The counterparty risk groups are relatively sohpisticated, so they do their own leg-work on credit (and not just rely on ratings). Even if they are wrong both on credit risk and market risk (MTM), they close out positions when counterparties fail to post, so the exposure period is only a day or two for the grace period and a few more days after that to liquidate collateral.

  10. Anonymous

    dd- (re my earlier comment). There are two separate issues. First, I agree that structured finance increased the amount of credit created at the origin (e.g. subprime mortgages), due to the expanded financing mechanism. But second, given the amount of credit that was created in that process (e.g. subprime mortgages), the leverage inherent in structured finance doesn’t additionally increase the risk inherent in the underlying assets (e.g. subprime mortgages). In this example, structured finance increased the amount of subprime mortgages created, but it doesn’t amplify the risk inherent in those subprime mortgages – it only distributes the resulting losses. This is relevant because the media tends to spin and exaggerate the amplification of the aggregate risk result due to underlying asset deterioration, due to the transmission of actual losses through leveraged financing structures, which is not a correct analysis.

  11. THe Hube

    >>Credit default swaps don’t create credit risk in aggregate. They don’t increase the amount of net credit risk in the system – they only redistribute the outcome. They either transfer risk as intended or fail to transfer risk as intended. There is no net systemic risk change as a result.

    The above would be true if CDS were only used to offset the risk by a grantor of credit on the specific credit granted. Since most CDS written nowadays are on indices, the CDS risk can be many times the amount of the underlying credit. The easiest way to think of it is to look at the futures market. The reference for Nymex traded oil is the price in Cushing, OK, but the actual oil traded in that location is a small fraction of the value of the Nymex contracts written that use it as a reference.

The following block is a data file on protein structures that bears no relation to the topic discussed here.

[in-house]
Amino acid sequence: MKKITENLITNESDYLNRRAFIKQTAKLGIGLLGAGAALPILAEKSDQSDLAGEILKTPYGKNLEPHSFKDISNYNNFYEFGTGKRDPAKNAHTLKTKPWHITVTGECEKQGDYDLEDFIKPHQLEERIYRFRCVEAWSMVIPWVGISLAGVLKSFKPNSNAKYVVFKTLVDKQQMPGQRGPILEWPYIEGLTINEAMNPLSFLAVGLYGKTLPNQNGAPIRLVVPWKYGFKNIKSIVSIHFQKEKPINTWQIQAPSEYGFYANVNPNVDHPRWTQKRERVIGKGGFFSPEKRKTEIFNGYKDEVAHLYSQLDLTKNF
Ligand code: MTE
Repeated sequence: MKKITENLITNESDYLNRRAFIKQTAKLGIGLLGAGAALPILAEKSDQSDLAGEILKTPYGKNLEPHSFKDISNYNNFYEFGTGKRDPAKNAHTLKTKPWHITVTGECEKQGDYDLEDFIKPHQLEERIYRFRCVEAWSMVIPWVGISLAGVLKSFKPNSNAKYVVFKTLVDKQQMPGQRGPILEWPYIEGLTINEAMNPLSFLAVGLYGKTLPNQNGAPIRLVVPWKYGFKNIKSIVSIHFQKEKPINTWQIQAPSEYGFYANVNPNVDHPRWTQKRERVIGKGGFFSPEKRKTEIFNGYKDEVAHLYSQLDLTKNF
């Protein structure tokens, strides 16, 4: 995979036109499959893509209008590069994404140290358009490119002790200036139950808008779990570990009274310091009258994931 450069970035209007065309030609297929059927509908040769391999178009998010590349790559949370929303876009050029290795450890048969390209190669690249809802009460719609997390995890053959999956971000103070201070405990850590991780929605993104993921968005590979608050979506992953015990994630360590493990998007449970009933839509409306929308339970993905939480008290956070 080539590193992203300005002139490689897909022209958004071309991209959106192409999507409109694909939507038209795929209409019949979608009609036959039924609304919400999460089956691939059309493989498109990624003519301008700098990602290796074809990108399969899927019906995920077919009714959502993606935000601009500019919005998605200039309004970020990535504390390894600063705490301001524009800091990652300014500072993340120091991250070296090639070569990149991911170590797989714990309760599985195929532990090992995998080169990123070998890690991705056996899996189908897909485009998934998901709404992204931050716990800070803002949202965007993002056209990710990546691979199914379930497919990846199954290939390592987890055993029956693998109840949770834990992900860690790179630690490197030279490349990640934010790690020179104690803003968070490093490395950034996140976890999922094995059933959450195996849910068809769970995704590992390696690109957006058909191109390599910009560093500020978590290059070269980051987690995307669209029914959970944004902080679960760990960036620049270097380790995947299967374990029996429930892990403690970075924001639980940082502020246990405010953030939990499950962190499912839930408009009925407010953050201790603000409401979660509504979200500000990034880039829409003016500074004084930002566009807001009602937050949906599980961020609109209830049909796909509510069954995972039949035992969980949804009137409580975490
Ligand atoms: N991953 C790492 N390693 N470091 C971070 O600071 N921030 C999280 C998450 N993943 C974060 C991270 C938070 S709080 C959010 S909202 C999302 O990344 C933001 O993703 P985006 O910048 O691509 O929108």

12. dd

    Structured finance amplified the inherent risk by re-engineering a liability (ie a loan with no or little chance of repayment) into an “asset.”

  13. Anonymous

    If there is a run on CDS policies, could this lead to the implosion of the Hedge Funds?

    If so, that worse-financial-crisis-since-1929 prediction takes on a compelling urgency.

  14. Anonymous

    ” The above would be true if CDS were only used to offset the risk by a grantor of credit on the specific credit granted. Since most CDS written nowadays are on indices, the CDS risk can be many times the amount of the underlying credit.”

    This proves my point further. The net result of the payoff between two counterparties of an index CDS is 0 – one ‘loser’; one ‘winner’. There is no net credit risk created in the system.

    The fact that the notional amount of such contracts exceeds the aggregate underlying credit in the system is irrelevant. The net transfer of gains and losses is 0.

    Also irrelevant to the same point is whether its an index CDS or a single name CDS.

    The more relevant analogy is that the existence of stock options in aggregate does nothing to affect the underlying stock market capitalization in aggregate (other than through peripheral interaction such as delta hedging, which is besides the point). Credit default swaps are essentially put options. They don’t affect the credit risk that is generated by underlying reference assets.

  15. Anon

    Anon 12:52 PM

    I really can’t make sense of what you’re saying. If a brand new hedge fund is created and sells protection through CDS and it turns out that bad realizations on those CDS contracts can bankrupt the hedge fund (i.e. the margin imposed by prime brokers was insufficient), we now have a new entity, the hedge fund that is subject to bankruptcy and therefore credit risk. This is credit risk that did not exist before, right?

  16. Anonymous

    You have a student loan for $100,000, and you’re flat broke. I make $200,000 worth of bets with third parties that you will pay off your loan. Then I give you $100,000. Profit.

    The bonus is, I’m a white knight rescuer and the counterparties look like greedy speculators seeking to profit from the misfortunes of the downtrodden, etc. etc.

    If the notional amounts of CDSs are starting to exceed the total amount of debt, as the linked article states, then what’s to stop, say, a sovereign wealth fund from playing this game?

    If we’re not at that point yet, we surely will be soon. The graph in the linked article shows CDSs amounts growing exponentially, and surely total credit market debt is not increasing as fast.

  17. Anonymous

    Anon 1:10 p.m.